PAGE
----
I built something a few months ago and didn't say anything about it until I had a chance to try it out for a while. I had to drag an answer out of Ninja to the simple question of "what size particulate in the air will cause significant tank regulator failure?" After being reported twice to the pbnation moderators, I finally got an answer. Ninja made excuses about how unreliable or "dangerous" an inline filter was. They claimed that you couldn't build a filter for less than $60 and then the liability cost would make the price ridiculous. Well situations arose and life got in the way of various projects I had in mind. Finally I got around to building this simple little device. I built the filter because about a year ago I went to a large scenario game. The organizers brought in a rented air system. I had 4 tanks at the time and 3 of the 4 tank regulators failed within minutes of being filled the first time on the rented air system. That was one huge coincidence!!! All 4 tanks had GA Myth 2 regulators and had been purchased new about 3-6 months previously and had never given me any trouble. The fourth regulator for whatever reason worked fine. I couldn't prove that the air fill was the problem since I had no way to trap debris from going into regulators and the guys running the air fill station swore they kept there equipment clean. Ummm yeah! Right! After the scenario was over I sent the 3 failed regs off to Guerilla Air for service. They had to replace the regulator seat in all 3 of them because they had stuff embedded in them from the air source. It has been almost a year since getting the regs serviced and they have worked perfectly ever since. I finally got around to building an inline filter after looking online for anything like it that wasn't going to be expensive. My solution is simple and inexpensive. I spent less than $30 for everything and it works well. I have trapped various bits of stuff in the filter while at my paintball field.
1. Male and female quick disconnect fittings. Take them off an old remote coil or buy them new somewhere. They are readily available for less than $15 for both fittings.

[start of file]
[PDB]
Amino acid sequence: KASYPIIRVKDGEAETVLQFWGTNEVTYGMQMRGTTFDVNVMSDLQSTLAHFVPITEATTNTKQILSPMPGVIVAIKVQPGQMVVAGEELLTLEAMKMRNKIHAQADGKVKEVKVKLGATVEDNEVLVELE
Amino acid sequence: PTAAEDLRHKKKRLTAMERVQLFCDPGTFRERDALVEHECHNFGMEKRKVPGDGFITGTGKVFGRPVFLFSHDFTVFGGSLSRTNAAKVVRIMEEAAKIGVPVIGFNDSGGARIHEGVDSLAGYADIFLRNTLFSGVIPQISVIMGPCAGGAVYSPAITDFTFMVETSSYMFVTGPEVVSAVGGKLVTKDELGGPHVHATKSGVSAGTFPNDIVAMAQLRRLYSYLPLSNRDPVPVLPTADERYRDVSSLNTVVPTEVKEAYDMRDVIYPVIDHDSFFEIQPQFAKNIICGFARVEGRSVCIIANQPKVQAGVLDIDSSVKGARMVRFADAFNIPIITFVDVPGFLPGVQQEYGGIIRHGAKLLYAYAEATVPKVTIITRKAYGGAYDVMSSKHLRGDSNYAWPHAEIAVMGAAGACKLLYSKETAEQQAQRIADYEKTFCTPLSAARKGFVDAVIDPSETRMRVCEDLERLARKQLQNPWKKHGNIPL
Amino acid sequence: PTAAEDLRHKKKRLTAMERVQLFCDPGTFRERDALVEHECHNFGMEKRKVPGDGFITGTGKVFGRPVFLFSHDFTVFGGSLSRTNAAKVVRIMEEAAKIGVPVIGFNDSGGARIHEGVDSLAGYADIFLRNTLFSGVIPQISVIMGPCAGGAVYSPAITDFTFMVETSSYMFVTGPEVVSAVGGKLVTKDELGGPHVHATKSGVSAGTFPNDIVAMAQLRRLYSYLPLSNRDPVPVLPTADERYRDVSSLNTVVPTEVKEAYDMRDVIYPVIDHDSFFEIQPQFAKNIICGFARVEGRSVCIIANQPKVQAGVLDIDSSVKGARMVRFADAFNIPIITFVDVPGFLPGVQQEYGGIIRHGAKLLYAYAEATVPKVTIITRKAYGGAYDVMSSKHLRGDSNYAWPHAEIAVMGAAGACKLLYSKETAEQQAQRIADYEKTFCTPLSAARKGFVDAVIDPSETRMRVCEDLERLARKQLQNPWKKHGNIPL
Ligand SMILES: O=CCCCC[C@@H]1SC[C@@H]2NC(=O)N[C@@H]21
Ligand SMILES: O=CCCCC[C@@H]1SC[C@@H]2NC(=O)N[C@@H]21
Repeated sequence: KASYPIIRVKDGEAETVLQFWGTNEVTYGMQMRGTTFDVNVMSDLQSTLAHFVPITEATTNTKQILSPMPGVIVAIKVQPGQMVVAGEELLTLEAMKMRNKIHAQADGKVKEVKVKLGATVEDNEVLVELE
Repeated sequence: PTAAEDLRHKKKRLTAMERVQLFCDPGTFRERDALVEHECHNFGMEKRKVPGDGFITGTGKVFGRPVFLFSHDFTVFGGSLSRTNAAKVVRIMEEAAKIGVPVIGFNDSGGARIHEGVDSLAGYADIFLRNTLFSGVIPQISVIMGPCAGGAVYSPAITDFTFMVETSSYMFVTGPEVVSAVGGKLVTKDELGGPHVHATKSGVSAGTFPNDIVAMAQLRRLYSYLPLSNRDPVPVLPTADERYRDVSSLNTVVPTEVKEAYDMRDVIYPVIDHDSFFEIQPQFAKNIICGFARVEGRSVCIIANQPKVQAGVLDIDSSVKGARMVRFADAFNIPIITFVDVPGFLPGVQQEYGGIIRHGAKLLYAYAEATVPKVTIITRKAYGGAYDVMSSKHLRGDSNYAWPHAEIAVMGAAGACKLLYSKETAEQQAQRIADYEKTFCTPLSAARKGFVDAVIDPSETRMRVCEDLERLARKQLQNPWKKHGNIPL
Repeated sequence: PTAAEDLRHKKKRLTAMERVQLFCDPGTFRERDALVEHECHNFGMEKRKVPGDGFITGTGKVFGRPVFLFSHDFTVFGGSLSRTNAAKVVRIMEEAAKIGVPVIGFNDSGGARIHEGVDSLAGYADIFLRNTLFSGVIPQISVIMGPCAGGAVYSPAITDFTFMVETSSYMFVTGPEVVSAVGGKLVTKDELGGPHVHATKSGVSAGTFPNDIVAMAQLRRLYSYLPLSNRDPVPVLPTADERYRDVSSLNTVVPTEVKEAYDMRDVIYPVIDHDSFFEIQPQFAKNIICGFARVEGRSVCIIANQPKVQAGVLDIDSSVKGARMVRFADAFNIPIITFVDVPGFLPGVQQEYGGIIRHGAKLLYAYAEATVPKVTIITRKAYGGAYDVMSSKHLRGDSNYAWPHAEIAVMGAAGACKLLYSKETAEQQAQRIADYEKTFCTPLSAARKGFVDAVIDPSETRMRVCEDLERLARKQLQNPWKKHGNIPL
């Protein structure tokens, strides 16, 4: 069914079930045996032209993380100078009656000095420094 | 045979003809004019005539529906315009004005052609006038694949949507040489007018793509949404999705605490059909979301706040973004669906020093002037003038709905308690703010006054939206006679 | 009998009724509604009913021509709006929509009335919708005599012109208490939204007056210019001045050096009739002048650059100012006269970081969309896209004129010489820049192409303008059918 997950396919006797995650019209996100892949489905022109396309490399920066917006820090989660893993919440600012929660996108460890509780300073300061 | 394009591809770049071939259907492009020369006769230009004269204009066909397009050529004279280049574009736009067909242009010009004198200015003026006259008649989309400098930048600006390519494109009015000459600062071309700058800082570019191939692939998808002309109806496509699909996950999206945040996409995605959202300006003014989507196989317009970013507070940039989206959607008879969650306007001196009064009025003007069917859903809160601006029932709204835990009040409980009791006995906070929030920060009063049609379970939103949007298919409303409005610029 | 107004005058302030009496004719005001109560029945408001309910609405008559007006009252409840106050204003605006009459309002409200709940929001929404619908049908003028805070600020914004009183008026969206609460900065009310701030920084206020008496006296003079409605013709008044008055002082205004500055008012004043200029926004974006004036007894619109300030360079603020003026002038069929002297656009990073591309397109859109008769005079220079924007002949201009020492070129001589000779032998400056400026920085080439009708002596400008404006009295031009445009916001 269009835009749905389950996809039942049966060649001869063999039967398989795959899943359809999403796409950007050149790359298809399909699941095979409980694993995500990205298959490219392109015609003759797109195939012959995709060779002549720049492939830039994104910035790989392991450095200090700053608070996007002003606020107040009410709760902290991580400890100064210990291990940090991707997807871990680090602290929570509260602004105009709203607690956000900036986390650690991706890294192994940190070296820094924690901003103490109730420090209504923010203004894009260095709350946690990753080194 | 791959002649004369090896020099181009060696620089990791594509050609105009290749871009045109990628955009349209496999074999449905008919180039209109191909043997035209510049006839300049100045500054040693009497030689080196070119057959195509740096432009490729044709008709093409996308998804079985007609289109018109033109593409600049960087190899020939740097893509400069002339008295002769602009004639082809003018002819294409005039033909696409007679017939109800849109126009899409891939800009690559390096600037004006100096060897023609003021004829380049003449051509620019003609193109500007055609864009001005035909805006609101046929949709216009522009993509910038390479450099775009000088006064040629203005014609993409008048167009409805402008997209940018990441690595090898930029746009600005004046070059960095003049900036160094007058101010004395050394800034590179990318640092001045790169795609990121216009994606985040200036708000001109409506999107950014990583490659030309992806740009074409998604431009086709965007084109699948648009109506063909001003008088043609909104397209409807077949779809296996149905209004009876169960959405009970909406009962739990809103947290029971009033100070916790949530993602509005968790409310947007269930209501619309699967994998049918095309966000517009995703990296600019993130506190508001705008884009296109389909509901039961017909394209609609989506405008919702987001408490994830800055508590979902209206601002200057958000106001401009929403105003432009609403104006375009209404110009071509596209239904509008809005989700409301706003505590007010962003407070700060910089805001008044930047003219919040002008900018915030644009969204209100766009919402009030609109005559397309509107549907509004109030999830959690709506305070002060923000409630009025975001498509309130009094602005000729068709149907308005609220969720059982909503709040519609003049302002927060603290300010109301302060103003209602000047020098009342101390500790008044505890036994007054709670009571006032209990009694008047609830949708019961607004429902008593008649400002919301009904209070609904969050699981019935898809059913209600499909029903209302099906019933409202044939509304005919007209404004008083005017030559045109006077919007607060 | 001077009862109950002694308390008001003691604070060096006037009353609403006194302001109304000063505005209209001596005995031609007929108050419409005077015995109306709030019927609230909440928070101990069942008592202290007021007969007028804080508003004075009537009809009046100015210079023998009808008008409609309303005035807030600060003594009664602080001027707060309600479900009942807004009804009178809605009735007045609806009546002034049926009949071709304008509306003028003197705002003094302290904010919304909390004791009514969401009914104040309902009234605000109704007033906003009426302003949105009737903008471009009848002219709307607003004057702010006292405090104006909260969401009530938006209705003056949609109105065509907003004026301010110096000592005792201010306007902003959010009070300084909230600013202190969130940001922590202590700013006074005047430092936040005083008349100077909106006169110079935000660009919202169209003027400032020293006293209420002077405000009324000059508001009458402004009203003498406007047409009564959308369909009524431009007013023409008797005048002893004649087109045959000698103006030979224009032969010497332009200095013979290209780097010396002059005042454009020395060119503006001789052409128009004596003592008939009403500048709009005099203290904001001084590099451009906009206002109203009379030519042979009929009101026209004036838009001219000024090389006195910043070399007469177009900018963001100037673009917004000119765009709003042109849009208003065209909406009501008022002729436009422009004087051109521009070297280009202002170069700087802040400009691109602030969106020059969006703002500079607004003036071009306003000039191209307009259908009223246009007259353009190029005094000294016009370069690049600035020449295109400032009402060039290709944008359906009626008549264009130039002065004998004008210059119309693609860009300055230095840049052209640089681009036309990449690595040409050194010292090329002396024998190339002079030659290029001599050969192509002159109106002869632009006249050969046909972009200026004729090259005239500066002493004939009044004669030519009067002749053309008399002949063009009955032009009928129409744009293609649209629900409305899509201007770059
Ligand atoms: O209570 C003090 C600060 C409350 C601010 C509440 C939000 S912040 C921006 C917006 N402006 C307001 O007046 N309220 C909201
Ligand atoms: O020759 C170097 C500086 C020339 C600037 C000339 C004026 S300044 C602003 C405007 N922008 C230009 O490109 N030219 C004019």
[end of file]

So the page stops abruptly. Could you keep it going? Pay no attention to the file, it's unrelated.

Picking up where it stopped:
2. 1/8" NPT threaded pipe fitting with internal threads. I used a steel one, but brass would work too. You can buy them at any hardware store for a couple dollars.
3. Stainless steel filter screen. I scrounged mine out of an old car part. You can buy filter screen at any hardware or automotive store. Make sure it's stainless so it doesn't rust! DON'T USE PLASTIC SCREEN!!! I have found appropriate filter screen in faucet parts, various car parts and air compressor parts. Look around, you will find what you need.
4. Teflon tape.
What to do:
1. Cut the stainless steel screen into 2 circles that fit snugly inside the pipe fitting. Make sure to NOT leave any loose strands of stainless wire that might get into the regulator. I took the 2 circles of screen and placed them 45 degrees off from each other so that the screen holes didn't line up with each other which effectively makes it harder for stuff to pass thru the filter.
2. Put teflon thread tape on the threads of of one quick disconnect fitting and thread it into the pipe fitting until it is tight. If your pipe fitting is too long for the other quick disconnect fitting to thread in far enough to touch the other fitting then you may need an o-ring that fits snugly inside the pipe fitting. The idea is to trap the screen between the inside ends of quick disconnect fittings. An o-ring will probably be enough to make up the difference so that the screen can't move. My pipe fitting was just about perfect with both fittings threaded in all the way to hold the screen between them.
3. Put the screen inside the pipe fitting so that the 2 circles are pressed against the already installed quick disconnect fitting. Make sure the 2 screen pieces are NOT lined up with each other.
4. Put thread tape on the other quick disconnect fitting and thread it down tight inside the pipe fitting. Use an allen key to push against the screen to confirm it can't move.
5. Hook it up to a fill whip and open the valve to blow out any debris that might be inside that you missed.
That's it! Keep it in your pocket and attach it to your tank fill nipple and to the fill whip when you need to fill your tank. Just take it back off when done. My filter had trapped various bits of stuff that would have otherwise gotten into my tanks in the past couple of months. It has worked perfectly and given me no trouble at all. It takes an extra second or so to attach it between the fill whip and tank fill nipple. Cleaning out the filter is super easy. Just knock the input side on a table and any loose bits will fall out. You could also blow air into the output side which would blast out anything stuck in the screen. It doesn't catch everything that could get into your tank, but the goal was to stop junk that is large enough to cause reg leaking or failure. I have 3 Macdev guns and the inline regulators all have a filter screen. In all of those guns when I service the regulators I have found bits of stuff on the filter screen. I'm curious to see if they stay clean now. In my DP G4 the solenoid developed issues. When I took it apart I found a small piece of hard black "something" that was keeping it from working. Once I cleaned out all the ports inside the solenoid and relubed the spool, the solenoid worked perfectly. My guess is that the black thing got in the solenoid from dirty air.